SAN DIEGO (Reuters) - San Diego Mayor Bob Filner admitted on Thursday to behaving inappropriately toward female staff members but indicated he would not resign, saying he wants to prove he is “capable of change.”
He was responding to calls for his resignation made at a news conference by a former city councilwoman and two lawyers who said at least one woman has accused the mayor of dubious behavior. The former councilwoman said Filner, 70, had sexually harassed female staff members.
The two attorneys, Marco Gonzalez and Cory Briggs, declined to provide details and said the alleged harassment did not rise to the level of criminal behavior. They said the woman or women who made the accusations wanted to remain anonymous.
The allegations threaten Filner’s tenure less than a year after he was elected to lead California’s second-largest city of 1.3 million residents.
“As someone who has spent a lifetime fighting for equality for all people, I am embarrassed to admit that I have failed to fully respect the women who work for me and with me, and that at times I have intimidated them,” Filner said in a written statement and video message.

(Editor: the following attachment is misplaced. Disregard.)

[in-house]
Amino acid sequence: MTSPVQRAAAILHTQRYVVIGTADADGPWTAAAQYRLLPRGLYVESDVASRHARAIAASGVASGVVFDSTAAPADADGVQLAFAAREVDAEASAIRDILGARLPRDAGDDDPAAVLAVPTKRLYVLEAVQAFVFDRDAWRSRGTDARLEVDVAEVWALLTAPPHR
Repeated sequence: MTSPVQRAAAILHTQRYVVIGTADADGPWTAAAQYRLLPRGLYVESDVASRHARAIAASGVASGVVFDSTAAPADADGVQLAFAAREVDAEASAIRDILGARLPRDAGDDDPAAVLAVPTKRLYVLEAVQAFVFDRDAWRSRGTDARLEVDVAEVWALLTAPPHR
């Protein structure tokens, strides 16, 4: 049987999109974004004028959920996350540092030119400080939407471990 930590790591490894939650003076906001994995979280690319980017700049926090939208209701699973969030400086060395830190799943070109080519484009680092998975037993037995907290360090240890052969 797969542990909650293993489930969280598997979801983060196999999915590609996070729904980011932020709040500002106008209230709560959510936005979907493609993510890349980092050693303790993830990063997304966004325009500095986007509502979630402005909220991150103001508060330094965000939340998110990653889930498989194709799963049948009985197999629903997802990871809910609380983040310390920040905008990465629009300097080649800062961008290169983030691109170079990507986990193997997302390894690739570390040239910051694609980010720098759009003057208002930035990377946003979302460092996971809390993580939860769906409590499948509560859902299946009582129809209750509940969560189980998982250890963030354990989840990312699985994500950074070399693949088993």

Filner said that residents of San Diego have “every right to be disappointed” in him.
“I only ask that you give me an opportunity to prove I am capable of change, so that the vision I have for our city’s future can be realized,” he said.
Filner did not say he would resign over the accusations.
The former councilwoman, Donna Frye, who had served from 2002 to 2006, said she had spoken with one of the alleged victims. Frye tearfully called on the mayor to resign.
In his statement, Filner said that “when a friend like Donna Frye” is compelled to call for his resignation, he is “clearly doing something wrong.”
“I have reached into my heart and soul and realized I must and will change my behavior,” he said, adding that he is seeking professional help and that he and his staff will undergo sexual-harassment training.
Editing by Alex Dobuzinskis, Edith Honan and Philip Barbara